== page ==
There is also the chance to

hear some of the masterclasses given at the Julliard School of Music in 1971.

Next up is Liebestod from Tristan and lsolde, sung in Italian, and then a rather Channel 5 monickered Greece: The Early Years, wherein Tony Palmer explores Callas's time spent studying in Athens. There are also contributions from fellow pupils.

A bonus to those such as I who know nothing about the mechanics of singing, vocal coach Gerald Moore analyses Callas's own special vocal techniques.

Baton down the hatches,

buckle up, and hold tight as, with the nine o' clock watershed we launch into the mad scene form Lucia di Lammermoor.

Finally, as we near the witching hour, the grand finale is the end of act two from Tosca. I dare all hair follicles not to stand to attention.

So unplug the television, the phone, the internet, and recall the personal satellite. Tune in, close your eyes, open your ears, fill your heart. When Callas sings it reminds us that, despite everything, we humans can aspire to and reach ethereal heights, that we are capable of incredible beauty.

Truth be told, Maria Callas died too full of pills and too empty of friendship. The heart of the greatest singing artist we have never known gave out, alone, in her Paris apartment. Do we love her? Dare we say love? Well, why not? Callas knew: she told us so in Madame Butterfly: ''Maybe, because we are afraid to say the word for fear of dying from it.''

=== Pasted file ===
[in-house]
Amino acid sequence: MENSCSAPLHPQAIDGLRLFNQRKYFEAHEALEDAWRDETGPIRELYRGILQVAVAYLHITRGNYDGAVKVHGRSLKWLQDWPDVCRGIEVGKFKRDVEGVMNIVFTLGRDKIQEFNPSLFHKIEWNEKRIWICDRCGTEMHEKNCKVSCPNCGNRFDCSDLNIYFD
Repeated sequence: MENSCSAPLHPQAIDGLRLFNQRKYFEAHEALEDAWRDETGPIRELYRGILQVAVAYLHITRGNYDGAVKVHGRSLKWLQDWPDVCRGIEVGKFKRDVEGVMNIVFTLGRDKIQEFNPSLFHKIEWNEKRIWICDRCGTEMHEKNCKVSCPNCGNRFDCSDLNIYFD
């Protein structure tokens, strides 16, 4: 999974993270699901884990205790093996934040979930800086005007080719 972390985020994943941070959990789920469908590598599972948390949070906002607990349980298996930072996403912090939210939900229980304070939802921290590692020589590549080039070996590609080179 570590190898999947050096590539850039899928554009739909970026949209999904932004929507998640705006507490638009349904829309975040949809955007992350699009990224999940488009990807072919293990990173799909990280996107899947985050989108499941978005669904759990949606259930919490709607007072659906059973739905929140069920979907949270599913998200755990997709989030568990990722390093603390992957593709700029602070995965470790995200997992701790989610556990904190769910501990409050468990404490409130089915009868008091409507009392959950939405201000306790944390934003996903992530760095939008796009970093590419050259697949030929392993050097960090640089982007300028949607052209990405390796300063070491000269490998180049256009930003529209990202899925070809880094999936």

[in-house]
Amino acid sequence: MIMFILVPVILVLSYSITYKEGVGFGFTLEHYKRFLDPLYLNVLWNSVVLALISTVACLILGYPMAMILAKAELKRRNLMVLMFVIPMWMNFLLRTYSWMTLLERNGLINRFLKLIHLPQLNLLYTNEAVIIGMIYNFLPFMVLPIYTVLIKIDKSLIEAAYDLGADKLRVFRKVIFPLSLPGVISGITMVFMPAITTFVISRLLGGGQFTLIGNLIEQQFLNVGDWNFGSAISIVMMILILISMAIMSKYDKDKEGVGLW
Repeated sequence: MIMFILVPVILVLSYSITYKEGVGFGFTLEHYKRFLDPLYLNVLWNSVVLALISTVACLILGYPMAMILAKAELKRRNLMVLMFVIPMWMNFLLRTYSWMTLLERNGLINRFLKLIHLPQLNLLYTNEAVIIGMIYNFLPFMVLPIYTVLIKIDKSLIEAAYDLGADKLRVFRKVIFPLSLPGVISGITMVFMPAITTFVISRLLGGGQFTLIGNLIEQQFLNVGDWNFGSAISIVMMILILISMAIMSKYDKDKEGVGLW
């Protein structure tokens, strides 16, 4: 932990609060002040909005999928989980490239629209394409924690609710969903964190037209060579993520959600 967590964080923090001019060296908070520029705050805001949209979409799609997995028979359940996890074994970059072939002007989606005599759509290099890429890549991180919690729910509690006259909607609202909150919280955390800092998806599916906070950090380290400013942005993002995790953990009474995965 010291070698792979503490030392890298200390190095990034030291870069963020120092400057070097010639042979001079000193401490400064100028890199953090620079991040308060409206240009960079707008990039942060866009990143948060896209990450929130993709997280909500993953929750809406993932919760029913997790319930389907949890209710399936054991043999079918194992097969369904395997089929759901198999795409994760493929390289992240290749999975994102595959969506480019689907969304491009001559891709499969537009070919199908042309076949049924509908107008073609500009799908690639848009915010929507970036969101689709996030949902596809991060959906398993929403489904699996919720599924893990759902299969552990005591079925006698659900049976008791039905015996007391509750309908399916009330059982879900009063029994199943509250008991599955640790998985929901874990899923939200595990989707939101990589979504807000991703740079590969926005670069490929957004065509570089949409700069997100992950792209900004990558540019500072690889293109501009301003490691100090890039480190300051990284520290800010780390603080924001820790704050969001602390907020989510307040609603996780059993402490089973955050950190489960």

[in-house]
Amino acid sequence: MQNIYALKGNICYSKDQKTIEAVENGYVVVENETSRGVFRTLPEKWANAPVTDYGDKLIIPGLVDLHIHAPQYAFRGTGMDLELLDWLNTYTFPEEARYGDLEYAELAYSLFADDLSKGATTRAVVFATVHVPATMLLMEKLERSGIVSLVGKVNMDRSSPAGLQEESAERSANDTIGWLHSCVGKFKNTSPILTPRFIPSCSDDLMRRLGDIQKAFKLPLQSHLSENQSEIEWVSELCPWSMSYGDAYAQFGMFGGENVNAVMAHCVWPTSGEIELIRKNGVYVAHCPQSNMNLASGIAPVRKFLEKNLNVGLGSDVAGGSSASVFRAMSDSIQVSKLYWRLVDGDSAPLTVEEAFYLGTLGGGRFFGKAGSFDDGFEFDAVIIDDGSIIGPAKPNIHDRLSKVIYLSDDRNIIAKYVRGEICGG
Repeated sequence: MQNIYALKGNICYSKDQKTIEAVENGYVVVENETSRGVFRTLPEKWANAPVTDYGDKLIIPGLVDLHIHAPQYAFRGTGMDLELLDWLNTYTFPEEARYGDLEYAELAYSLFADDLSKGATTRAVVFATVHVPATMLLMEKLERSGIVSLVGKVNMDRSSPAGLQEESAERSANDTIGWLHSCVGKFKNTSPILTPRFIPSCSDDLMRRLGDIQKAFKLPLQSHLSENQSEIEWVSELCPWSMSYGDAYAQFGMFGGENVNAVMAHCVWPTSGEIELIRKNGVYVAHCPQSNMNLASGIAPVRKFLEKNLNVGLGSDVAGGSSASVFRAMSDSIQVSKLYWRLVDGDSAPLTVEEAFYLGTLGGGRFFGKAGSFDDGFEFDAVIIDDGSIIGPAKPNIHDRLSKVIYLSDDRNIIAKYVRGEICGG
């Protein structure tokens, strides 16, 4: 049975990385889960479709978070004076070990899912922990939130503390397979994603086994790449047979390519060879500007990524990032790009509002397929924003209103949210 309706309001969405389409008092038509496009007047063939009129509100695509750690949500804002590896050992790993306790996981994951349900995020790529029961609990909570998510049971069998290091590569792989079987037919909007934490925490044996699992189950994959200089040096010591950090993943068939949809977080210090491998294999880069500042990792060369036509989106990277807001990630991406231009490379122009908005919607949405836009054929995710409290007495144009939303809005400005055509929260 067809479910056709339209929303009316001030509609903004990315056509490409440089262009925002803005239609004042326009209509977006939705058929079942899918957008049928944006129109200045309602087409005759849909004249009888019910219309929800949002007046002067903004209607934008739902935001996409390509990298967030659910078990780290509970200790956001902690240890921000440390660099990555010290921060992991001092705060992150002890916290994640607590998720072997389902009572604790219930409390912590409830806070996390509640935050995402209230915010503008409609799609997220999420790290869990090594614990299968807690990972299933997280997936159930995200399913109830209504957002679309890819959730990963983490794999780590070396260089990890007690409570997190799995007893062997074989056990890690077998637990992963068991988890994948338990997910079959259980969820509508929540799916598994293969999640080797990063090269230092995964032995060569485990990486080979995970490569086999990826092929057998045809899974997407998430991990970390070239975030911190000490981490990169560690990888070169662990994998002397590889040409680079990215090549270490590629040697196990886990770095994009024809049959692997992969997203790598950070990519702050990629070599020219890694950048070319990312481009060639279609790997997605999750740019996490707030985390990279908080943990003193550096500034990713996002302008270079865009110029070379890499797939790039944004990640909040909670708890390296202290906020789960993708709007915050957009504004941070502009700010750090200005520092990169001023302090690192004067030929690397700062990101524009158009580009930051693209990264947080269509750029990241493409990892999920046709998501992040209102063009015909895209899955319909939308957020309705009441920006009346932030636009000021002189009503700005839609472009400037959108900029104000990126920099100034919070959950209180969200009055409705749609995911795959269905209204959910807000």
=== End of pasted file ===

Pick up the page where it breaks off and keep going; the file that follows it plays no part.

CAllas: the top fives

The top five quotes:

When my enemies stop hissing, I shall know I'm slipping.

I would like to be Maria, but there is Las Callas who demands that I carry myself with her dignity.

I cannot switch my voice. My voice is not like an elevator going up and down.

You must serve music. You must take this voice and break it up into a thousand pieces, so she will serve you.

First I lost weight, then I lost my voice, and now I've lost Onassis.

The top five performances:

Bellini: Norma

Norma tops most opera lovers' hit parades. Go for EMI's first studio recording where the cast includes Ebe Stignani, Mario Filippeschi, and Nicola


Bizet: Carmen

Callas at her best, proving her supremacy throughout the vocal range.

Donizetti: Lucia di Lammermoor

Callas revisited the role of Mad Lucy often, and the sheer drama shines through. Get the performance recorded for EMI in Berlin, on September 29, 1955, with the Berlin Radio Symphony Orchestra.

Puccini: Tosca

Tosca will be forever

associated with Callas. Her debut with Giuseppe di Stefano and Tito Gobbi and Victor de Sabata is for some critics the greatest opera recording ever made.

Verdi: La Traviata

The most popular and complete recording of Verdi's masterpiece is the 1958 recital in London's Covent Garden with Cesare Valletti and Mario Zanasi, conducted by Nicola Rescigno.